Cervical adenosquamous carcinoma: detailed analysis of morphology, immunohistochemical profile, and clinical outcomes in 59 cases

Simona Stolnicu, Lien Hoang, Orsolya Hanko-Bauer, Iulia Barsan, Cristina Terinte, Anna Pesci, Sarit Aviel-Ronen, Takako Kiyokawa, Isabel Alvarado-Cabrero, Esther Oliva, Kay J. Park, Robert A. Soslow

Research output: Contribution to journalArticlepeer-review

Abstract

Although 2014 World Health Organization criteria require unequivocal glandular and squamous differentiation for a diagnosis of cervical adenosquamous carcinoma, in practice, adenosquamous carcinoma diagnoses are often made in tumors that lack unequivocal squamous and/or glandular differentiation. Considering the ambiguous etiologic, morphological, and clinical features and outcomes associated with adenosquamous carcinomas, we sought to redefine these tumors. We reviewed slides from 59 initially diagnosed adenosquamous carcinomas (including glassy cell carcinoma and related lesions) to confirm an adenosquamous carcinoma diagnosis only in the presence of unequivocal malignant glandular and squamous differentiation. Select cases underwent immunohistochemical profiling as well as human papillomavirus (HPV) testing by in situ hybridization. Of the 59 cases originally classified as adenosquamous carcinomas, 34 retained their adenosquamous carcinoma diagnosis, 9 were reclassified as pure invasive stratified mucin-producing carcinomas, 10 as invasive stratified mucin-producing carcinomas with other components (such as HPV-associated mucinous, usual-type, or adenosquamous carcinomas), and 4 as HPV-associated usual or mucinous adenocarcinomas with benign-appearing squamous metaplasia. Two glassy cell carcinomas were reclassified as poorly differentiated usual-type carcinomas based on morphology and immunophenotype. There were significant immunophenotypic differences between adenosquamous carcinomas and pure invasive stratified mucin-producing carcinomas with regard to HPV (p < 0.0001), PAX8 (p = 0.038; more in adenosquamous carcinoma), p40 (p < 0.0001; more in adenosquamous carcinoma), p63 (p = 0.0018; more in adenosquamous carcinoma) and MUC6 (p < 0.0001; less in adenosquamous carcinoma), HNF-1beta (p = 0.0023), vimentin (p = 0.0003), p53 (p = 0.0004), and CK7 (p = 0.0002) expression. Survival outcomes were similar between all groups. Adenosquamous carcinomas should be diagnosed only in the presence of unequivocal malignant glandular and squamous differentiation. The two putative glassy cell carcinomas studied did not meet our criteria for adenosquamous carcinoma, and categorizing them as such should be reconsidered.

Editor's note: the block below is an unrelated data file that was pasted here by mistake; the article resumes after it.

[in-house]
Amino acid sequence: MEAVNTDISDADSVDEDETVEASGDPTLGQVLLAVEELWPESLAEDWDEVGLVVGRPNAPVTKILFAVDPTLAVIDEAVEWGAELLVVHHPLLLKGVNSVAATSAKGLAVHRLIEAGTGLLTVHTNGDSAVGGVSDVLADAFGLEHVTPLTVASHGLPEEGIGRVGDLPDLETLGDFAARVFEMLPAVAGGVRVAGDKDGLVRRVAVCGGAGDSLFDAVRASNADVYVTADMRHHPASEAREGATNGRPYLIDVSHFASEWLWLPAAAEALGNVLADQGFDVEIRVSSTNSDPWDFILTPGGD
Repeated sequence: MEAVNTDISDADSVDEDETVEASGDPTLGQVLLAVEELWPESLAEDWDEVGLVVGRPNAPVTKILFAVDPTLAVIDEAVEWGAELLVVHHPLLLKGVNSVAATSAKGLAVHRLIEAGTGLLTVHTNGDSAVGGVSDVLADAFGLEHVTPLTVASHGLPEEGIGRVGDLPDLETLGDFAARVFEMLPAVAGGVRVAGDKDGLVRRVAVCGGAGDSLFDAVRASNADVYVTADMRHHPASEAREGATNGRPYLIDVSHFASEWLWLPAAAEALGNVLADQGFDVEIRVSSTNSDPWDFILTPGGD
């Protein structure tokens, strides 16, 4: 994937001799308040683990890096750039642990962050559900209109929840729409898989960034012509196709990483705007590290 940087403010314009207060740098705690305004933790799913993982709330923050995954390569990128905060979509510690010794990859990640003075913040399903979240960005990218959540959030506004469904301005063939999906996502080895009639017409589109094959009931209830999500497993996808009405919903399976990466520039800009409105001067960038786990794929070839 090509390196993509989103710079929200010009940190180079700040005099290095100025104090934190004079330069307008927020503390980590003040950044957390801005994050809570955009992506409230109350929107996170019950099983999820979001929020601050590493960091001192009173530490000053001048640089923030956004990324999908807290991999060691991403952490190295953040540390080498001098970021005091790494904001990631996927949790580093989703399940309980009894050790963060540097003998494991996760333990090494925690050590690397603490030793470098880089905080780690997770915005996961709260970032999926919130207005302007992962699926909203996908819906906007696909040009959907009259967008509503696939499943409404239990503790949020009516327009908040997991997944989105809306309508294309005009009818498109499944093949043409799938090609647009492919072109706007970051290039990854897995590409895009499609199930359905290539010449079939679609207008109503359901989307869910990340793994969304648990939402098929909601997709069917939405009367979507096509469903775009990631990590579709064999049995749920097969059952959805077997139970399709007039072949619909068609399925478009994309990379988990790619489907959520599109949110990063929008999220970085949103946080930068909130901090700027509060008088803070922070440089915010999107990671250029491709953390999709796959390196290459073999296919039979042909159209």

Original languageEnglish
Pages (from-to)269-279
Number of pages11
JournalModern Pathology
Volume32
Issue number2
DOIs
StatePublished - 1 Feb 2019
Externally publishedYes

All Science Journal Classification (ASJC) codes

  • Pathology and Forensic Medicine

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